Your lovely lawn will be undergoing a lot of stress down to heat, drought, and foot traffic. So, around 10 to 14 weeks after the spring treatment, you can gingerly think about applying fertiliser. 

If there is a long, dry spell of weather, grass stops growing. Do not try to fight nature by putting down any treatment. It will be a waste of time as it won’t be able to use the feed and there is also an increased chance of scorching your lawn. This will mean more care and attention from you later on. And none of us like extra work if we can avoid it.

Instead, hold off until it rains. Wait a few days to allow the soil to suck up the water and then feed the grass with a granular or liquid fertiliser. You can feed throughout the summer at 6-8 week intervals, depending on the weather.

So, just sit back, bask in the sun and enjoy your lawn in its finest hour!

After a busy summer and hot weather, lawns start to look a bit wan and sorry for themselves. Proper care in autumn, while the turf still has several weeks of active growth before hibernation, will help build robust root systems and make your lawn healthier in the long run.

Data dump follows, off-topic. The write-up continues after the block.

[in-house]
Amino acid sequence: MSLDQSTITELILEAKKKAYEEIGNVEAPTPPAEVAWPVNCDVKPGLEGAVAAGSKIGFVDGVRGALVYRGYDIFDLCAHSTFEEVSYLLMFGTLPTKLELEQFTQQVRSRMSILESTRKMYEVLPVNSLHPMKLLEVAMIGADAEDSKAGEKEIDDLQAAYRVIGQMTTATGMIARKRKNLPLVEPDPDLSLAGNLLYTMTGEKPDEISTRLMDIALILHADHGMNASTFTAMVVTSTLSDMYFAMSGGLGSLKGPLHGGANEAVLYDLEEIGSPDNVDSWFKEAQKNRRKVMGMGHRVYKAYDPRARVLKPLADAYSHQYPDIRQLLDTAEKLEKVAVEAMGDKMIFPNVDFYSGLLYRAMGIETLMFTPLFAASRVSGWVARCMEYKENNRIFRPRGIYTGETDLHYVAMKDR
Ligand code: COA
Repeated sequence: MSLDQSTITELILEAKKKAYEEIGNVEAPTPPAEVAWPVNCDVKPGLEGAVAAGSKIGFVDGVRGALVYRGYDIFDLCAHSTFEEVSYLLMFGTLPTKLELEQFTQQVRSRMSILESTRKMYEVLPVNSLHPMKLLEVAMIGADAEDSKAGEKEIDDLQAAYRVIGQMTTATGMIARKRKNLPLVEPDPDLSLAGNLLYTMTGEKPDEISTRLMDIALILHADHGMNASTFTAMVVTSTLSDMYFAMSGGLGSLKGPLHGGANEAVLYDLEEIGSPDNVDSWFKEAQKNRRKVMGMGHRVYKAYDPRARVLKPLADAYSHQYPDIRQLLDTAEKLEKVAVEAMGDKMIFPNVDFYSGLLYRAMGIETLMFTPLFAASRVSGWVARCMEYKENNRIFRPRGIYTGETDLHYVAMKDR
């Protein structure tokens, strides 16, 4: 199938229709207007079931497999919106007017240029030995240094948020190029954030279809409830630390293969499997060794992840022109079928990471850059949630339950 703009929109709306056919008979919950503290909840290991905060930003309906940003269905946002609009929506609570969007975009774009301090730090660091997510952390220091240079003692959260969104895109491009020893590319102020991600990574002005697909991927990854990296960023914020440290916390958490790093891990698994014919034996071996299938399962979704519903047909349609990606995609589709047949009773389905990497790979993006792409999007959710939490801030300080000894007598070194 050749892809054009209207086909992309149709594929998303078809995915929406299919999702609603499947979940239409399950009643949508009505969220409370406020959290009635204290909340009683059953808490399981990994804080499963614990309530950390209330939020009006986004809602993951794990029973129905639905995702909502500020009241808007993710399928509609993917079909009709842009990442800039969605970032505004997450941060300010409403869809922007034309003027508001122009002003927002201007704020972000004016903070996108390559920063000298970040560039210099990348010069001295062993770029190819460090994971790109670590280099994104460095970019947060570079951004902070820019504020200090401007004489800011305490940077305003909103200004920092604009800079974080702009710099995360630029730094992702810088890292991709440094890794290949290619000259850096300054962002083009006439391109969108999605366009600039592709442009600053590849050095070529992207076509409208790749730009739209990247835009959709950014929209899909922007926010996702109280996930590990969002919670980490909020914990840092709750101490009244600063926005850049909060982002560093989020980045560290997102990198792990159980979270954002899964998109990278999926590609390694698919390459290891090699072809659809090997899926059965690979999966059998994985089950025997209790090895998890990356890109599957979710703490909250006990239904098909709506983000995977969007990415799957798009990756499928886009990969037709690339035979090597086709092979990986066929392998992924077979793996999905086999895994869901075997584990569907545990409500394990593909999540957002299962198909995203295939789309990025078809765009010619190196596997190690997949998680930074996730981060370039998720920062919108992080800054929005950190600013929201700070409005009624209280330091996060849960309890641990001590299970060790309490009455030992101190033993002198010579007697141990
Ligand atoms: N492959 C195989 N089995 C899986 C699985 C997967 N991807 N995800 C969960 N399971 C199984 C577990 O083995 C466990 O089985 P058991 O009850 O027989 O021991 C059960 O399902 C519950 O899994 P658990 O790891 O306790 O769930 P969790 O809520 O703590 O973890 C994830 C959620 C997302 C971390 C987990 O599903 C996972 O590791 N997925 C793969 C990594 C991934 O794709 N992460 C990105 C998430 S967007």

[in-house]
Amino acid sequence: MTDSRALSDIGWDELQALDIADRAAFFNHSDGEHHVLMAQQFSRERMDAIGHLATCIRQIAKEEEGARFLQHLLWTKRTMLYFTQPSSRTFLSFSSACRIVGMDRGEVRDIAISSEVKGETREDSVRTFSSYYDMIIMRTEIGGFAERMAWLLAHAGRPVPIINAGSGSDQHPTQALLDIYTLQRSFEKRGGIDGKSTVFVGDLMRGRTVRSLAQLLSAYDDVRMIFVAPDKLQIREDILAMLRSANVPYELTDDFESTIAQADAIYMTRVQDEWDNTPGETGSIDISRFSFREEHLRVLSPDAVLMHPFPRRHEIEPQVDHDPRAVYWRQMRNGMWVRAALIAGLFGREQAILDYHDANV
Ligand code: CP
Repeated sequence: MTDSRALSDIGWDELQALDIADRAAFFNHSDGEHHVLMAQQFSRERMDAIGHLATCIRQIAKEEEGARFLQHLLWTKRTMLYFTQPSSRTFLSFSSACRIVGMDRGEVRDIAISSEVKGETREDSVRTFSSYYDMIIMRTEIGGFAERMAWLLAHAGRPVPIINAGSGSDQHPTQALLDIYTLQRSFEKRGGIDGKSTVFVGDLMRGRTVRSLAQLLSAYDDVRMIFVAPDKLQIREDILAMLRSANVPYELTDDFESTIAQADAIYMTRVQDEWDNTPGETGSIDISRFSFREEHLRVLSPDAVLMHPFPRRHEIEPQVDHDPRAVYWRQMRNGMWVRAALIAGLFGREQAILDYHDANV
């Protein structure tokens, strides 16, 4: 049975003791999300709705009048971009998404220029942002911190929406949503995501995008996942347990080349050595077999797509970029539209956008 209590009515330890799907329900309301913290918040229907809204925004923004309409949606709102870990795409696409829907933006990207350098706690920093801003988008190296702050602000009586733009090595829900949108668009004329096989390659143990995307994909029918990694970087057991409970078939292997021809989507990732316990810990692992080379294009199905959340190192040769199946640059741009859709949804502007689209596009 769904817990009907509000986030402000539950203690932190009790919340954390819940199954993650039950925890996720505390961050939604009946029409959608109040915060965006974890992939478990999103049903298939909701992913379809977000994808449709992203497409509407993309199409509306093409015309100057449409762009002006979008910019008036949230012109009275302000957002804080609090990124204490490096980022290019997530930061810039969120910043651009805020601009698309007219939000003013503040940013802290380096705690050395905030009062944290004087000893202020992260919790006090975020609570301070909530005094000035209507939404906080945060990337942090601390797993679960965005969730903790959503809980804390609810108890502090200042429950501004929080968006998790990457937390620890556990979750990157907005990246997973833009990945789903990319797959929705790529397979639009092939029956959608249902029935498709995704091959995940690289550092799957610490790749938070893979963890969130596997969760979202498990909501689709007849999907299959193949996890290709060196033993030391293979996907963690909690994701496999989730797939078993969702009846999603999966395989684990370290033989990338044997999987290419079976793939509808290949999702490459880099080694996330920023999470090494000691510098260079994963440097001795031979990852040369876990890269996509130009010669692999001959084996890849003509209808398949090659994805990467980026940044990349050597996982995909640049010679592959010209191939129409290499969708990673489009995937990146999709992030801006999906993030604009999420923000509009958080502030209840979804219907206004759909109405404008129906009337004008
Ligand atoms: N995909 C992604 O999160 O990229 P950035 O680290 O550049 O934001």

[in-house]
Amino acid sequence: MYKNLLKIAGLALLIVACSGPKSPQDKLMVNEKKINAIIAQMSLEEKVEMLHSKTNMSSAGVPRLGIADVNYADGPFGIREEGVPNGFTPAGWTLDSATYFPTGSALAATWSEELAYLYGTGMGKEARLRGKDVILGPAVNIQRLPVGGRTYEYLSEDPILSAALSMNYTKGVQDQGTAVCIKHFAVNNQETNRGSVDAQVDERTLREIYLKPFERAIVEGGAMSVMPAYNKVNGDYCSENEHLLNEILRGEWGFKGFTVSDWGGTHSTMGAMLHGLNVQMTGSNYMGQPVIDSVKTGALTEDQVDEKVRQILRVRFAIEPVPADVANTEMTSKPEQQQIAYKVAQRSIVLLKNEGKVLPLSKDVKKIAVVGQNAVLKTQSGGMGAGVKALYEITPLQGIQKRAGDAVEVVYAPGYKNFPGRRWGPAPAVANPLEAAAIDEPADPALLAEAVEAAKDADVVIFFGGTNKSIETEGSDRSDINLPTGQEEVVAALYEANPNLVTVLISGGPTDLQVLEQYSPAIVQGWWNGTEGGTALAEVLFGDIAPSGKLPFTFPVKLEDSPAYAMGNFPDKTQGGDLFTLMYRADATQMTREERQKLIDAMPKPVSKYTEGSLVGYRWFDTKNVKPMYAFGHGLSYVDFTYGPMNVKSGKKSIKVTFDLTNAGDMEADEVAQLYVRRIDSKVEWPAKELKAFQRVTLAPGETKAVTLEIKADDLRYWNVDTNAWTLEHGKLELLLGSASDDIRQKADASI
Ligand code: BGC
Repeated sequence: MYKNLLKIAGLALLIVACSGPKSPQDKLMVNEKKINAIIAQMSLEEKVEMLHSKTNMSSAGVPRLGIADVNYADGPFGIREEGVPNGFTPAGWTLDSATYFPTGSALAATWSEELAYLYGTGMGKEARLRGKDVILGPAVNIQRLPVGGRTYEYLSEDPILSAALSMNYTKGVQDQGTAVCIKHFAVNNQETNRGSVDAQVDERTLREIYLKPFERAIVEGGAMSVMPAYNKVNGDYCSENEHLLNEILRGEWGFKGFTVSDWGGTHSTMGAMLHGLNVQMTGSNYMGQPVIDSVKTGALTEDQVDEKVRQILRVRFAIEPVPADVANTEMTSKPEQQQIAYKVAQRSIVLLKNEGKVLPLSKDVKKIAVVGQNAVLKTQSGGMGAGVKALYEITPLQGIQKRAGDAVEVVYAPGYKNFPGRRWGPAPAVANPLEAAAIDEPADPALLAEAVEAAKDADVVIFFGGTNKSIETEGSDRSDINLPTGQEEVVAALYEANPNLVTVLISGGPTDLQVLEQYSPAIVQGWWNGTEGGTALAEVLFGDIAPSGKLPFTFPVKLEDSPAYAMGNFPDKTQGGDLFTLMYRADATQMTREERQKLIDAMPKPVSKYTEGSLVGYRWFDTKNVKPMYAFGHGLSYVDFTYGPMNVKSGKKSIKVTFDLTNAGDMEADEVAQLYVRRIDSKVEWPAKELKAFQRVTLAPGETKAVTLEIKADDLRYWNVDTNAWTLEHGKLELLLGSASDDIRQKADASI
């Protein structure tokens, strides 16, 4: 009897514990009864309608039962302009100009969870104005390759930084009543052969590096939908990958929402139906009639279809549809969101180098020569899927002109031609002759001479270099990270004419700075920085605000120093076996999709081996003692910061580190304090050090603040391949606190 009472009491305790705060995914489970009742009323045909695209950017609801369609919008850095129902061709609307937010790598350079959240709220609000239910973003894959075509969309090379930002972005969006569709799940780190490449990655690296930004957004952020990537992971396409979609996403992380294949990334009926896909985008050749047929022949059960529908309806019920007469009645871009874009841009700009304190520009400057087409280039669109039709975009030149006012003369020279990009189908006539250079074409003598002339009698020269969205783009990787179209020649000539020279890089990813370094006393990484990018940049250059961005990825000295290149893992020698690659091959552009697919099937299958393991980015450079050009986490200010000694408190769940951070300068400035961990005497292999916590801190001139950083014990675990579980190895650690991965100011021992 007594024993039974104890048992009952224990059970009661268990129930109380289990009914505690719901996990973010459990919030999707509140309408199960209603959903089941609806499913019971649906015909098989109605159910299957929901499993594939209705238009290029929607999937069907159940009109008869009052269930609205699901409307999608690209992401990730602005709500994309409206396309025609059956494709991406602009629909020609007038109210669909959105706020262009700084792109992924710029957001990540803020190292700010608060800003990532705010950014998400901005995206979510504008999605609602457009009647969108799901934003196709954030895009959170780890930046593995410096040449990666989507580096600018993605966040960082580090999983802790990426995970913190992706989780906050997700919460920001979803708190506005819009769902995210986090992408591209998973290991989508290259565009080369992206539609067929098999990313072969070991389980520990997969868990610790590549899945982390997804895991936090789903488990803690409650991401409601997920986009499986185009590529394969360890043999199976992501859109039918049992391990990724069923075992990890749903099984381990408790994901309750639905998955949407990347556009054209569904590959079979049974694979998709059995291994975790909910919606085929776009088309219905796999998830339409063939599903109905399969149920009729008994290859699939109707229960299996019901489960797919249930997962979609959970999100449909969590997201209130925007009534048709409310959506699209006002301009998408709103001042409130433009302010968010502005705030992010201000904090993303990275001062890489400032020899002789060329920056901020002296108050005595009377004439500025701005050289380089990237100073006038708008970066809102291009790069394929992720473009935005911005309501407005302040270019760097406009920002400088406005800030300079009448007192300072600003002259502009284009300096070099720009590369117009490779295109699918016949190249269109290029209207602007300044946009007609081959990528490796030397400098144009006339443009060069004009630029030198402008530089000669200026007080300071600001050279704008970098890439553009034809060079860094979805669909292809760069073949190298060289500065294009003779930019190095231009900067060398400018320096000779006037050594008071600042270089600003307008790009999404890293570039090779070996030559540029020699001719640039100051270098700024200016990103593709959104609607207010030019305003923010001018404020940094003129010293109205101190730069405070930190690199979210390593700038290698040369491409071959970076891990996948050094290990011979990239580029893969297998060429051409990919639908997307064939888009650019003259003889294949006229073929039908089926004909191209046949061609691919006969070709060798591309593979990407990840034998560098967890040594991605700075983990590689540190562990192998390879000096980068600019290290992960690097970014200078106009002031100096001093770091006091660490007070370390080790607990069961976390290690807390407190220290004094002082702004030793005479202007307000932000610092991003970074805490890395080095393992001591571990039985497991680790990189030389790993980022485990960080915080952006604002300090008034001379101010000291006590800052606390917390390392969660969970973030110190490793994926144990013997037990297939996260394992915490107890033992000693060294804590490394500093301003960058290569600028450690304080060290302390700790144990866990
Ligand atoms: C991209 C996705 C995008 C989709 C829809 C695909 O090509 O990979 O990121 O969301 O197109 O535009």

Autumn feeding is actually the most important feed and integral part of lawn care as there is time for the grass to respond before the temperatures get too low. 

Your lawn is bracing itself for winter. Get ahead of the game by feeding so that it can withstand periods of wet and dark weather. This will also save you time and energy come the spring. 

Pencil in September for applying your autumn fertiliser. When, exactly, hinges on the temperature and weather patterns, so wait until the rains start in late August or September. 

If rain is on the horizon, you can use a granular feed. However, if it doesn’t rain for a few days after applying it, you should water in the granules, so they don’t burn the grass blades. If, on the other hand, your lawn is dry, you can opt for a liquid feed.

It’s time to put the lawn to bed properly and focus on building snowmen. Well, not exactly. 

In Winter, your lawn is under siege. Constantly battling for its survival underneath all that rain and frost. 

There’s not much you can do during this season. However, try to give it a rest by avoiding walking on your lawn, when it is wet or frozen, as this can harm the fragile grass. Put boards down if you are wheeling any heavy loads over it.

You don’t have to stop mowing either, weather permitting. In fact, doing so will help any fallen leaves to decompose quickly and add organic matter to the soil. This will also stop them from smothering the grass.

If you want to strengthen the grass and give it some long-term nutrients, go for a fertiliser containing low nitrogen but with plenty of potassium and iron. Make sure to apply it during a mild spell for maximum results.

If your lawn fertiliser levels look good but you want to give it a little green boost, you can try a couple of medium applications of Ferrous Sulphate. This is also going to help keep the moss at bay during the cooler and wetter months.